The U.S. Court of Appeals for the District of Columbia found the EPA's reading of the act to be "unambiguously correct," The Washington Post reported. The court rejected arguments that the EPA improperly delegated its authority to a number of research groups by relying on their findings that greenhouse gases emitted by vehicles and other sources like coal-burning power plants contribute to global warming.
The EPA was challenged by the Coalition for Responsible Regulation, a group that includes the states of Texas, Nebraska, North Dakota, Alabama and Virginia, along with industry groups. Several states backed the EPA.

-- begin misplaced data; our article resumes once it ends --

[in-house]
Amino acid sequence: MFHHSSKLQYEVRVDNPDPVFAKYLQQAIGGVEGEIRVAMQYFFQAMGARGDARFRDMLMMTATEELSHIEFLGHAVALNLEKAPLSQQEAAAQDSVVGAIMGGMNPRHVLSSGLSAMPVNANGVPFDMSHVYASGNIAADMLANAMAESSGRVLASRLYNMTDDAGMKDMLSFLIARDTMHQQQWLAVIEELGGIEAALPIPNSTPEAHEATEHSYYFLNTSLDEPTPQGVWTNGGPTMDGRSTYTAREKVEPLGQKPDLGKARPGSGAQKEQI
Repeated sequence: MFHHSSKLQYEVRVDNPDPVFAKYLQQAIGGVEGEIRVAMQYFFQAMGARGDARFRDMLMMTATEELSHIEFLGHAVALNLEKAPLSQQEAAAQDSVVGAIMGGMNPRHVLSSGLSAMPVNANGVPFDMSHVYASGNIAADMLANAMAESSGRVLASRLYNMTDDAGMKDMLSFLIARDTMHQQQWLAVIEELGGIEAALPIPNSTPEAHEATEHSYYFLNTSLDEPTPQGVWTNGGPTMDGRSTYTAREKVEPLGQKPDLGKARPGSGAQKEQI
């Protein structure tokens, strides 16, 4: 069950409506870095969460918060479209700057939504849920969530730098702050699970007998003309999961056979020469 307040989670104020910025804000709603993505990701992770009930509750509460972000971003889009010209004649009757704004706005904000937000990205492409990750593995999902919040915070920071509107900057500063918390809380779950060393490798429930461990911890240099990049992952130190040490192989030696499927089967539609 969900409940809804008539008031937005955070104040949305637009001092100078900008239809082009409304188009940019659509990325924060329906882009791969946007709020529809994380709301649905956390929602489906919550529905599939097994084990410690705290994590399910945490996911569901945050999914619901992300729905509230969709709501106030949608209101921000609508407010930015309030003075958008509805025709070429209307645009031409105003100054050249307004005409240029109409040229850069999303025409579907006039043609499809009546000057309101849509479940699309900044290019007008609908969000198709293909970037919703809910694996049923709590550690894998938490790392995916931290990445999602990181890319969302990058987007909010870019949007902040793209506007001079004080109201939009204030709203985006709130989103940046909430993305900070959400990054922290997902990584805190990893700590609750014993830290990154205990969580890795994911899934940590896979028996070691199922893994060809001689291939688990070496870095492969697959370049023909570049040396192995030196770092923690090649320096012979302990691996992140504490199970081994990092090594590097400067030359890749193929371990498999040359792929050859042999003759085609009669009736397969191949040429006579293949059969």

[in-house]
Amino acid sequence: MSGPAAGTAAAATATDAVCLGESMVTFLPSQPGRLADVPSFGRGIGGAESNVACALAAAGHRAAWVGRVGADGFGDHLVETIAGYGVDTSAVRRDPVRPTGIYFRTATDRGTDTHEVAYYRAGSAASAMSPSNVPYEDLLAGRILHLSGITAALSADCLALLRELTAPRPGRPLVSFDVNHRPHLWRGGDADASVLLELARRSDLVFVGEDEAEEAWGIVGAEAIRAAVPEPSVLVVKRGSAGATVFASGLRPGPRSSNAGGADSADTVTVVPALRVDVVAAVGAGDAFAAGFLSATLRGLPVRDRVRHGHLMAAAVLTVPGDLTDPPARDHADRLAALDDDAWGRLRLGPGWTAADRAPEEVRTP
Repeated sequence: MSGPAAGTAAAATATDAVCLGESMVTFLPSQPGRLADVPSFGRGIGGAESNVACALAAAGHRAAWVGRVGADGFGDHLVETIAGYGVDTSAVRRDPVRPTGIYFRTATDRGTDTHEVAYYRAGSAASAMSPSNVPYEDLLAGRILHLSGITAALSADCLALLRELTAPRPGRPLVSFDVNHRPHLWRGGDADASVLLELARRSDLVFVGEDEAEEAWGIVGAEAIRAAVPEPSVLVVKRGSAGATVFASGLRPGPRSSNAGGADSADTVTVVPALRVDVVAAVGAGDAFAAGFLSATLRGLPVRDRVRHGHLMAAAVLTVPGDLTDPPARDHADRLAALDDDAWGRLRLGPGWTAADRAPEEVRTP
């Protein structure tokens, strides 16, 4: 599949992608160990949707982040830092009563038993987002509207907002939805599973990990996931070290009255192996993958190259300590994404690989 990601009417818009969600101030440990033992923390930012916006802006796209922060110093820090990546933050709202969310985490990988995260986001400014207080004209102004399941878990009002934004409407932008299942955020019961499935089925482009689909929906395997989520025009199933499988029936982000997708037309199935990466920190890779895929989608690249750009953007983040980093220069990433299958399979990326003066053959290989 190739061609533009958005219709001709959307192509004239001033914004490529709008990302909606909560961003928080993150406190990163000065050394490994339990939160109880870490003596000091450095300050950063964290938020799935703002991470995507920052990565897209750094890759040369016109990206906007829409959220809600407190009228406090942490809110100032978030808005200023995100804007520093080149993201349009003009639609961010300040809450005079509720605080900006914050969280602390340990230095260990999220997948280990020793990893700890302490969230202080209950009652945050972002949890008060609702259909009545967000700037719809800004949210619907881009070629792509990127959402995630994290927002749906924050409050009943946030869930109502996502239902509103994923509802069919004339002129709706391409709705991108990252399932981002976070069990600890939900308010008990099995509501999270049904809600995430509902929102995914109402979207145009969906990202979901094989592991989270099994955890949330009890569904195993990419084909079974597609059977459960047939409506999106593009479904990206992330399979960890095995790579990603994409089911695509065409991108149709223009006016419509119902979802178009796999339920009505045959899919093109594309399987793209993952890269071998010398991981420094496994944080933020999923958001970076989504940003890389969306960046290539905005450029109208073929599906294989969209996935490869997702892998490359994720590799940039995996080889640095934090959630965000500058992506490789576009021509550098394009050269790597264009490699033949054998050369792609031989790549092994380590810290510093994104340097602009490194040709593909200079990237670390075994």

Ken Cuccinelli, Virginia's Republican attorney general, said he would appeal to the U.S. Supreme Court.
The three-judge panel said the appellants' main argument was "little more than a semantic trick." In their ruling, they said the EPA was engaged in a normal scientific process.
"This is how science works. EPA is not required to re-prove the existence of the atom every time it approaches a scientific question," the opinion said.
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